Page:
Infusion nurses play an important role in helping ensure that care for patients is coordinated across the care continuum. As pivotal members of the interprofessional team, infusion nurses possess professional expertise and relationships with patients and families which are essential to care coordination outcomes. The extent to which these strengths are translated into meaningful contributions for quality and value relies heavily on collaboration and high-performance teamwork. In this presentation, the national call for care coordination and teamwork, as well as the implications for infusion nurses, are examined. Finally, how infusion nurses can take immediate action through teamwork and care coordination to improve the quality and value of health care for patients and families will be explored..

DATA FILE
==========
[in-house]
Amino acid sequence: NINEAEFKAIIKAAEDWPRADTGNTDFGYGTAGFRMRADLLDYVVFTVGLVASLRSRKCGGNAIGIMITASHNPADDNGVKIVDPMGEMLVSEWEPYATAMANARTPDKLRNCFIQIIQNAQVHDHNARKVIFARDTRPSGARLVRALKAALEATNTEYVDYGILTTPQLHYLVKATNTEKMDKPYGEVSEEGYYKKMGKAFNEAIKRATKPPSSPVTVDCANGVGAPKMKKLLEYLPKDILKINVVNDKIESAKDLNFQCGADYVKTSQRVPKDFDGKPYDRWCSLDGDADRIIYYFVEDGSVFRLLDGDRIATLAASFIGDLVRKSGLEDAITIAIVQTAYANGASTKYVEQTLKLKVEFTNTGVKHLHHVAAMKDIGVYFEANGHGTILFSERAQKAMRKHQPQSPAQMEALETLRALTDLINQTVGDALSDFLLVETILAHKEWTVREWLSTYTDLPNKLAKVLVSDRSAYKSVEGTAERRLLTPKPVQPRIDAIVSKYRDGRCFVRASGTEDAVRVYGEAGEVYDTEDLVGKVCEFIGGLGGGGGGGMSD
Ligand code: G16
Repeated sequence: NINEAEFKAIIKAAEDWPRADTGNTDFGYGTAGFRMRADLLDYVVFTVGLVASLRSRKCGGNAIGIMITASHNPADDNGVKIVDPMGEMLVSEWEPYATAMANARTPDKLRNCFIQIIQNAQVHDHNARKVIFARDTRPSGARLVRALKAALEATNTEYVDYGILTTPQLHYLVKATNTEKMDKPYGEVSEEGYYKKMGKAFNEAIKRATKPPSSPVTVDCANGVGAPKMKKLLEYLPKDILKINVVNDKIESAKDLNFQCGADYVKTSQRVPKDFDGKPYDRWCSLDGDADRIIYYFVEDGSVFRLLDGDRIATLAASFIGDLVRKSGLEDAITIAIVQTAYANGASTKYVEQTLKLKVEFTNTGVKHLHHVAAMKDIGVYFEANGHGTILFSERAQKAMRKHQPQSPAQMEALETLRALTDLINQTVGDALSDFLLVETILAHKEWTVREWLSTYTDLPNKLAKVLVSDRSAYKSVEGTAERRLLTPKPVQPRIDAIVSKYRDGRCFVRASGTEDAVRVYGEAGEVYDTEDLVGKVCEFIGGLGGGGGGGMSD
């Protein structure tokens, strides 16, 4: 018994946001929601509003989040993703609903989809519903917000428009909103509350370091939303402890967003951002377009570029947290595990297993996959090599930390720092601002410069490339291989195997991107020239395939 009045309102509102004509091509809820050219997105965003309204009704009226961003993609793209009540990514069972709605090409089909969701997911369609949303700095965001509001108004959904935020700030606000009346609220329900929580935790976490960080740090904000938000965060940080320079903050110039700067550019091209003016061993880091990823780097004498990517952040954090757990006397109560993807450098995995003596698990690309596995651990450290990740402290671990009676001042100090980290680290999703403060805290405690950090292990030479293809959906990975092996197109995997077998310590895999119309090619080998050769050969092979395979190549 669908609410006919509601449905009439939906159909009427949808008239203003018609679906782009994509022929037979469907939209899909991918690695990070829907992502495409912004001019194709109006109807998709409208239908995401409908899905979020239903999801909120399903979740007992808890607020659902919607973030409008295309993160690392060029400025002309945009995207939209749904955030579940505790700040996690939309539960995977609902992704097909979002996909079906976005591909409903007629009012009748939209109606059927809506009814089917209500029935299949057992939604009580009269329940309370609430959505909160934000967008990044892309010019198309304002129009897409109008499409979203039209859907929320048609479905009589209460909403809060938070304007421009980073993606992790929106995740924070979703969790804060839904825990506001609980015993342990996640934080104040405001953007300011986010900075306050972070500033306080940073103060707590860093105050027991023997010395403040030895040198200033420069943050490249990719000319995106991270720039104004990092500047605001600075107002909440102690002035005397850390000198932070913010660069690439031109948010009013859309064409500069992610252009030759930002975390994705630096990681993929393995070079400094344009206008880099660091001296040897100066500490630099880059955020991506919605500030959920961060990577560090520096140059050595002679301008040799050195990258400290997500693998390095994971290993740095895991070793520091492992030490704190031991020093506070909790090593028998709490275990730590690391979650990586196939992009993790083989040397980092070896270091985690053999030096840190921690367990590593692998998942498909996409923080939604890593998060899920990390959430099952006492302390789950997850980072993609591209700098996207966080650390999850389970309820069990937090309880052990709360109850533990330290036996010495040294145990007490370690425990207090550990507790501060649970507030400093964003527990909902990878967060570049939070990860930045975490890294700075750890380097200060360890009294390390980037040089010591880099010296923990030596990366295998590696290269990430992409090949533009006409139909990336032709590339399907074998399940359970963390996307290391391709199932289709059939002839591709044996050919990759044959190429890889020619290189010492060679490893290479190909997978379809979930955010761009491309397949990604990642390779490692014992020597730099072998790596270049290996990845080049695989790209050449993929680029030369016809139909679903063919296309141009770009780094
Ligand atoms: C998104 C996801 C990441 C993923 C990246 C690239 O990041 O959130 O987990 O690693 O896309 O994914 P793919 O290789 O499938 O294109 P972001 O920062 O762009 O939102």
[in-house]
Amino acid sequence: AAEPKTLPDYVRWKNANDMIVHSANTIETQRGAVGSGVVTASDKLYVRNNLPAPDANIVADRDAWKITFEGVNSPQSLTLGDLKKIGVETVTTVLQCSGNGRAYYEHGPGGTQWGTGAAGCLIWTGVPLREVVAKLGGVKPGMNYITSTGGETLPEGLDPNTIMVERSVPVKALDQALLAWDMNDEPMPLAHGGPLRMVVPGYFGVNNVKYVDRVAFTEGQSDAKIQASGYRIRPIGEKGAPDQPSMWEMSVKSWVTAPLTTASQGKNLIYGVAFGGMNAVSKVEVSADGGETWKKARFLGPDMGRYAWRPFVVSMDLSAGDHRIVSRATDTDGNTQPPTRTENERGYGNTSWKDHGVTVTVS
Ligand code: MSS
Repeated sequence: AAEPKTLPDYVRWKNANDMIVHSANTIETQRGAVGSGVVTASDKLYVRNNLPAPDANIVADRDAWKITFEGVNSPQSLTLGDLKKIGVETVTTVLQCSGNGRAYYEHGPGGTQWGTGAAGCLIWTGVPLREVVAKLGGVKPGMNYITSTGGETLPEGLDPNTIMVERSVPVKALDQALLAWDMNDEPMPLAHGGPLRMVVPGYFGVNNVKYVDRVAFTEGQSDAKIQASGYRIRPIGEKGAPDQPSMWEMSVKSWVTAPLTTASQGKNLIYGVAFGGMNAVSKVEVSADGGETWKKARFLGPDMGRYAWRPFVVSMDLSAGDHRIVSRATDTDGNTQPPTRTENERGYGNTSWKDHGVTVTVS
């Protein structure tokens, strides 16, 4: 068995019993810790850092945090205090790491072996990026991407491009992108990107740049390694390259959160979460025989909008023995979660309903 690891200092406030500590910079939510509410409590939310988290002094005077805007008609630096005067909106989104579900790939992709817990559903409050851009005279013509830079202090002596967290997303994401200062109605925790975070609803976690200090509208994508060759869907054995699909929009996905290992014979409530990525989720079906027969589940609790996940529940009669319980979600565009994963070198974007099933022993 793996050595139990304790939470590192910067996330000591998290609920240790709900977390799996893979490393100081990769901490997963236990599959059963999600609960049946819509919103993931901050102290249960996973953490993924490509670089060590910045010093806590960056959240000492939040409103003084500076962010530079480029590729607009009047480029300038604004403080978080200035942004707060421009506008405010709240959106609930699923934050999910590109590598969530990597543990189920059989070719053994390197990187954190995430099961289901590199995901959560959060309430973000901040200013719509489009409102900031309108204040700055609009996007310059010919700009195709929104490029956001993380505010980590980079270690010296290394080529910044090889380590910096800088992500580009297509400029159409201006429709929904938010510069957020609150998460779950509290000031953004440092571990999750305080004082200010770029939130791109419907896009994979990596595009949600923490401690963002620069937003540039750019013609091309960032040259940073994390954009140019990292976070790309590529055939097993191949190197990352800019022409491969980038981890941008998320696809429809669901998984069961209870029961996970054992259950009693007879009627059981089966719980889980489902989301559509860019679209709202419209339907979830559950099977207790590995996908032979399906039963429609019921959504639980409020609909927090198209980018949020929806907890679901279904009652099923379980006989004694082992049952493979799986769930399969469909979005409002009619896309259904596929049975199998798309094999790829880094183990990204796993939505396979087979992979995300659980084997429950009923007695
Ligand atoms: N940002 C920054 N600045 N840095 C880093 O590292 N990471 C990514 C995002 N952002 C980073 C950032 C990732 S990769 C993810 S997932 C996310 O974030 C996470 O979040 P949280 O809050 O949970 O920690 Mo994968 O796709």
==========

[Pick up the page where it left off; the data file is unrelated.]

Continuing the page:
Learning Outcomes: After the session, attendees will be able to list key issues and barriers to advancing care coordination for patients with complex chronic illnesses; examine how interprofessional team performance contributes to care coordination outcomes; and identify 3 actions infusion nurses can take to improve teamwork and care coordination.


Building a Culture of Safety: It Starts With Me

Cheri Constantino-Shor, MSN, RN, CRNI®, CMSRN
10:00 - 11:00 AM EST